3. The Holy Ghost.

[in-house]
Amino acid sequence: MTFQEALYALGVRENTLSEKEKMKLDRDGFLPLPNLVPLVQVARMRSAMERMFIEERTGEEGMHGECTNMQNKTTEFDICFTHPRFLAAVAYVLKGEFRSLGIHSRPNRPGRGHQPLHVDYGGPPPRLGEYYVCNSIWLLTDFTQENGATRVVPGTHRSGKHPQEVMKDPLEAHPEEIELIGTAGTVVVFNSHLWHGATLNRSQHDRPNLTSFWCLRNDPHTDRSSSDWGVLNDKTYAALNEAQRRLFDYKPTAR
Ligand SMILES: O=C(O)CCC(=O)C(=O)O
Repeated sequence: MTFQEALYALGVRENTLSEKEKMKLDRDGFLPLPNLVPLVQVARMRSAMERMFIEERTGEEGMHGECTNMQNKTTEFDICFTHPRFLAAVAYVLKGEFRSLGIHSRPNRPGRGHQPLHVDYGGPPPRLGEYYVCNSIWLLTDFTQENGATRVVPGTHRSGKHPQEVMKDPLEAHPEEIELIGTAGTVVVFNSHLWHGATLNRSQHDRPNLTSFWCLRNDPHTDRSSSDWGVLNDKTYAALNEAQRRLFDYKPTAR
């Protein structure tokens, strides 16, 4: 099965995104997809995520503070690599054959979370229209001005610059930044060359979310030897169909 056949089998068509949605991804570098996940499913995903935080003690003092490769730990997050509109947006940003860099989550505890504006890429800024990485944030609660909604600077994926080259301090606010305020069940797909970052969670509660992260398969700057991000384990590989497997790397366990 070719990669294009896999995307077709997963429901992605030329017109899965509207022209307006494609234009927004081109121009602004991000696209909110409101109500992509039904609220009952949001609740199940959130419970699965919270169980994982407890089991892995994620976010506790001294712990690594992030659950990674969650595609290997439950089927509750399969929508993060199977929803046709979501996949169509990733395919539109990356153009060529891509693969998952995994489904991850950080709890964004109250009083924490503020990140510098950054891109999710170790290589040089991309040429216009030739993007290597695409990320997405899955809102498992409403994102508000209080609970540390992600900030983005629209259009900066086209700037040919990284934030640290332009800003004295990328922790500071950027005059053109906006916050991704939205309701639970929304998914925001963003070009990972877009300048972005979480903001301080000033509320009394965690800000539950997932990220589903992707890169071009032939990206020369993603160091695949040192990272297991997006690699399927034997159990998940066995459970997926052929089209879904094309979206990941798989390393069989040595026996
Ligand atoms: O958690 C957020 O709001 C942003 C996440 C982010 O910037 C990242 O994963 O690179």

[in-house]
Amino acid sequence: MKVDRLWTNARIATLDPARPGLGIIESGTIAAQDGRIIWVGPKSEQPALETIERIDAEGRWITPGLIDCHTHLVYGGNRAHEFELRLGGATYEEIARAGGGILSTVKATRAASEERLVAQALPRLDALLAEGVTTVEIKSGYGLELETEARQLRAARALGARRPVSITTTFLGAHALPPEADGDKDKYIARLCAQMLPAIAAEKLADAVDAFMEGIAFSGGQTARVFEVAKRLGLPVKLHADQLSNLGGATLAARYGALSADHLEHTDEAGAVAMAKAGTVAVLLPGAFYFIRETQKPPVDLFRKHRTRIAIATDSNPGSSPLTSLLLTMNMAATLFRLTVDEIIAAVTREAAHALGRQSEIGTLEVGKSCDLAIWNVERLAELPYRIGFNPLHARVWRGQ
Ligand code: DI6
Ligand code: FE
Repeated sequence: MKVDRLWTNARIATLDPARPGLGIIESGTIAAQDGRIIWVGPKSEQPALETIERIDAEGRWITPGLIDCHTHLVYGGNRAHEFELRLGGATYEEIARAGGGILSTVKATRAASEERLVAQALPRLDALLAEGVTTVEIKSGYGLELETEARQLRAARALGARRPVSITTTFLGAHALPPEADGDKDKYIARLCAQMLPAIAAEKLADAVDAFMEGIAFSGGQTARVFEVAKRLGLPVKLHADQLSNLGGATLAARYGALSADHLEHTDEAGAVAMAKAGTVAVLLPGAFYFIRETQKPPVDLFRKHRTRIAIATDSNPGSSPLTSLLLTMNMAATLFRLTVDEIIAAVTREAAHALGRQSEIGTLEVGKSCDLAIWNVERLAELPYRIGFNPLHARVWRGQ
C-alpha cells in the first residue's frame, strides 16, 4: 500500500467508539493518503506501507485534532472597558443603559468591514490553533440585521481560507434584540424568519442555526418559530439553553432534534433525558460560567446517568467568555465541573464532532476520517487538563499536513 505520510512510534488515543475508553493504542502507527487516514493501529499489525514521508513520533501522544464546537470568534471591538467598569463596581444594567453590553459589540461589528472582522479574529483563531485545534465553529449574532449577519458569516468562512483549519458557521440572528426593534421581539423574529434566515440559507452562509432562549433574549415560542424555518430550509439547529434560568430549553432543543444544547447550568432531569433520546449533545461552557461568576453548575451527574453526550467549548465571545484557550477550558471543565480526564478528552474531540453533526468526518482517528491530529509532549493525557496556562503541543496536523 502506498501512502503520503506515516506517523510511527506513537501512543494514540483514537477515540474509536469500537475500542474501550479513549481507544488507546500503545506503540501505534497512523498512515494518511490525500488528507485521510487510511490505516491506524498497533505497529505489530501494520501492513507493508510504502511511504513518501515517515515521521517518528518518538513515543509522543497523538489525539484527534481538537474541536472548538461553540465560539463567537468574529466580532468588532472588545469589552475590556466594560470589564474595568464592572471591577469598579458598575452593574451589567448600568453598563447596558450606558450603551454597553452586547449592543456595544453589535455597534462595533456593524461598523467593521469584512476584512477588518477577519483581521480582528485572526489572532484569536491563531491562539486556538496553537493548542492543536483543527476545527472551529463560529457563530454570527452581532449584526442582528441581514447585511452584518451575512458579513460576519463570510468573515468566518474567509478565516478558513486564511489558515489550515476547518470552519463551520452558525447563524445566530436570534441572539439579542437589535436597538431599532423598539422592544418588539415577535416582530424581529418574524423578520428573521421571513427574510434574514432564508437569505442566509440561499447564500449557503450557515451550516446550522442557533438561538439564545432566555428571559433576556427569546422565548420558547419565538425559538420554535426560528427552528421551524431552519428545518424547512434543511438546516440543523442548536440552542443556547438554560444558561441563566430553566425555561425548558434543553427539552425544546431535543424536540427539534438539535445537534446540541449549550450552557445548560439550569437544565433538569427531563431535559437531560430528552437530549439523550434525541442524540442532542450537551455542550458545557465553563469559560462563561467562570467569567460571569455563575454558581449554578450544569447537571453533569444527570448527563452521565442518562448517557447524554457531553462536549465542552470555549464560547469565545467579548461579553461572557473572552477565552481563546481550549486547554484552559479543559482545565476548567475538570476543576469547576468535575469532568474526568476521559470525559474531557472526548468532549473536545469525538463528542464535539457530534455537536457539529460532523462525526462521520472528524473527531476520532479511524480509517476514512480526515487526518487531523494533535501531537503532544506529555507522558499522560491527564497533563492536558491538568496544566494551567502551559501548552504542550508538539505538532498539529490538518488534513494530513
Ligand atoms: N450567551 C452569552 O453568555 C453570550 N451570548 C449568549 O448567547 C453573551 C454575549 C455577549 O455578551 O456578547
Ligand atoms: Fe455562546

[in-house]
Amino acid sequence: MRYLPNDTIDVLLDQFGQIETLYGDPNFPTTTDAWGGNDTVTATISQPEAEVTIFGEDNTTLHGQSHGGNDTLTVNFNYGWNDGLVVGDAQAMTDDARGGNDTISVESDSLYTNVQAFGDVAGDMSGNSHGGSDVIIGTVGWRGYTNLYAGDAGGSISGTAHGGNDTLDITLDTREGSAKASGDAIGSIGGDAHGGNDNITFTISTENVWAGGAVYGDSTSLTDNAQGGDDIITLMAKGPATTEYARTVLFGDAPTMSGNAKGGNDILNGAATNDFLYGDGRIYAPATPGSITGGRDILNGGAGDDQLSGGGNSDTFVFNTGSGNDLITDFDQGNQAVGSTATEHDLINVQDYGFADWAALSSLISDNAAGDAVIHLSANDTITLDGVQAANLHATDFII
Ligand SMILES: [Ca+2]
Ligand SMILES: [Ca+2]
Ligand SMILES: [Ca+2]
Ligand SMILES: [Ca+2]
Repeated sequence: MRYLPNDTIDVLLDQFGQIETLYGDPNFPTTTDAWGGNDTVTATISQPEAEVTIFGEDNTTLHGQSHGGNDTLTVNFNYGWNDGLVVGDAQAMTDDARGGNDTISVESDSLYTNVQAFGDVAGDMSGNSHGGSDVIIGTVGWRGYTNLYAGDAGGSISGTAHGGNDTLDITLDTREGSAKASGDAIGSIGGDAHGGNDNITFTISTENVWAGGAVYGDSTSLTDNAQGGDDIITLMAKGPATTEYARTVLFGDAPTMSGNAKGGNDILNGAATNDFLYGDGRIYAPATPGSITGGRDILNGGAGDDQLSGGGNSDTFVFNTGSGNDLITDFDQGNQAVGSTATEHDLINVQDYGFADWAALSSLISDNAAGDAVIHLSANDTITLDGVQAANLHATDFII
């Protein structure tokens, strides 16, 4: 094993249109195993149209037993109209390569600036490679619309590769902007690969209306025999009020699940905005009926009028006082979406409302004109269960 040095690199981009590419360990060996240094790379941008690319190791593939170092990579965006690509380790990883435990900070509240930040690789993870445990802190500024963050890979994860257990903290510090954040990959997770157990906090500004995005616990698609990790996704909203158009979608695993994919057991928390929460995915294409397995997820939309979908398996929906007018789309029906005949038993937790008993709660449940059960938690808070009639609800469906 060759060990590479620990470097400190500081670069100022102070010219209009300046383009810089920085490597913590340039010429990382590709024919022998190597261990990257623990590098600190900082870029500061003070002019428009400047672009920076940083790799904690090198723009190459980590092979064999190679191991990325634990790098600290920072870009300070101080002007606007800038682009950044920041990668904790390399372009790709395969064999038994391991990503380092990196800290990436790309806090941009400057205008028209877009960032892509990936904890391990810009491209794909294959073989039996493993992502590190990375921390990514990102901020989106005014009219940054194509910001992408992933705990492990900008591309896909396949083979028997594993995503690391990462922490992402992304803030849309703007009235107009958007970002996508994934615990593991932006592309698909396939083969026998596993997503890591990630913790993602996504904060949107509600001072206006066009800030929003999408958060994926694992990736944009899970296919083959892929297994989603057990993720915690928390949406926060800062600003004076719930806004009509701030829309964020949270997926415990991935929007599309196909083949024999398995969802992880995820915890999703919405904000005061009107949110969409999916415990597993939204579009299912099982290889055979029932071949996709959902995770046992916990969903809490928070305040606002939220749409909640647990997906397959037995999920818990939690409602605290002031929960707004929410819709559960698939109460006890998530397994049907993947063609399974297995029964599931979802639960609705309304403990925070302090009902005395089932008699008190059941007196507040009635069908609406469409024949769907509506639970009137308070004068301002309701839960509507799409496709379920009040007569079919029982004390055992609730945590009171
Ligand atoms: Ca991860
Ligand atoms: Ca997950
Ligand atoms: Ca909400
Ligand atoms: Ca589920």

A few weeks ago I bought the Japanese ghost story Kuroneko during a Barnes & Noble Criterion Collection sale. I haven't watched the film yet, but the synopsis was a twenty-years late "a-ha!" moment. In Kuroneko a mother and daughter are raped and murdered by marauding samurai, but are revived by -- you guessed it -- cats licking their wounds. In the Japanese film, apparently, it's clear that the the women are undead, animated by cat spirits but retaining their human memories. We can assume that Burton, Waters or Sam Hamm either saw this 1968 film or were aware of the cat-spirit concept from Japanese folklore and applied it to Selina Kyle. Michelle Pfeiffer's character is an even more drastic departure from her comics template, since the movie's Penguin is at least still the leader of a criminal gang. Burton's Catwoman is an all-out avenger, even pausing before her campaign against the Shreck empire to play vigilante, if only to rebuke the victim-to-be for being a version of her own former mousy self. Burton seems uninterested in crime as such, the nearest thing to a conventional criminal in Returns being the businessman Shreck. But his approach allows him to cut to the quick in the matter of Selina Kyle and Bruce Wayne. He can dispense with the questionable notion that opposites (criminal and crimefighter) attract. As Bruce Wayne himself says, he and Selina are essentially the same. His tragedy is his failure to realize that their exact sameness makes a happy ending impossible. They're both "split, right down the center," but the split makes it impossible for either, despite Wayne's own desperate proposal, to go home to a fairy-tale castle together -- leaving aside the likelihood that Selina doesn't even belong on this earth, that her kingdom is no longer of this world.